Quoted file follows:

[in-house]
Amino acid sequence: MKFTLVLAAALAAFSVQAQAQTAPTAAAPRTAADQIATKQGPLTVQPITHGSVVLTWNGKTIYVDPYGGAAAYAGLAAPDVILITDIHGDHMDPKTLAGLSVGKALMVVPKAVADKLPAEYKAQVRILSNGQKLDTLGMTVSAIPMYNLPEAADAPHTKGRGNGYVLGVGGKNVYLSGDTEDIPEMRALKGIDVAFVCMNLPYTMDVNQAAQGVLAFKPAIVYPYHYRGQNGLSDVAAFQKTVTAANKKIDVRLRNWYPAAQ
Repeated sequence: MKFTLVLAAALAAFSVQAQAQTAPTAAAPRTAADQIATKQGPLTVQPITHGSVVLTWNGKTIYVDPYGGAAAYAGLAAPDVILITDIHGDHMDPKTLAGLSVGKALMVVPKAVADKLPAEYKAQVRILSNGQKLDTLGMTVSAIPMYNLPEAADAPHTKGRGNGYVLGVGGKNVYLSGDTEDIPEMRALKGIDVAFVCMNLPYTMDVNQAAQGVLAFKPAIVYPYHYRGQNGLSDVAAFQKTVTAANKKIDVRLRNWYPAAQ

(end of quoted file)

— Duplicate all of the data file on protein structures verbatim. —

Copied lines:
[in-house]
Amino acid sequence: MKFTLVLAAALAAFSVQAQAQTAPTAAAPRTAADQIATKQGPLTVQPITHGSVVLTWNGKTIYVDPYGGAAAYAGLAAPDVILITDIHGDHMDPKTLAGLSVGKALMVVPKAVADKLPAEYKAQVRILSNGQKLDTLGMTVSAIPMYNLPEAADAPHTKGRGNGYVLGVGGKNVYLSGDTEDIPEMRALKGIDVAFVCMNLPYTMDVNQAAQGVLAFKPAIVYPYHYRGQNGLSDVAAFQKTVTAANKKIDVRLRNWYPAAQ
Repeated sequence: MKFTLVLAAALAAFSVQAQAQTAPTAAAPRTAADQIATKQGPLTVQPITHGSVVLTWNGKTIYVDPYGGAAAYAGLAAPDVILITDIHGDHMDPKTLAGLSVGKALMVVPKAVADKLPAEYKAQVRILSNGQKLDTLGMTVSAIPMYNLPEAADAPHTKGRGNGYVLGVGGKNVYLSGDTEDIPEMRALKGIDVAFVCMNLPYTMDVNQAAQGVLAFKPAIVYPYHYRGQNGLSDVAAFQKTVTAANKKIDVRLRNWYPAAQ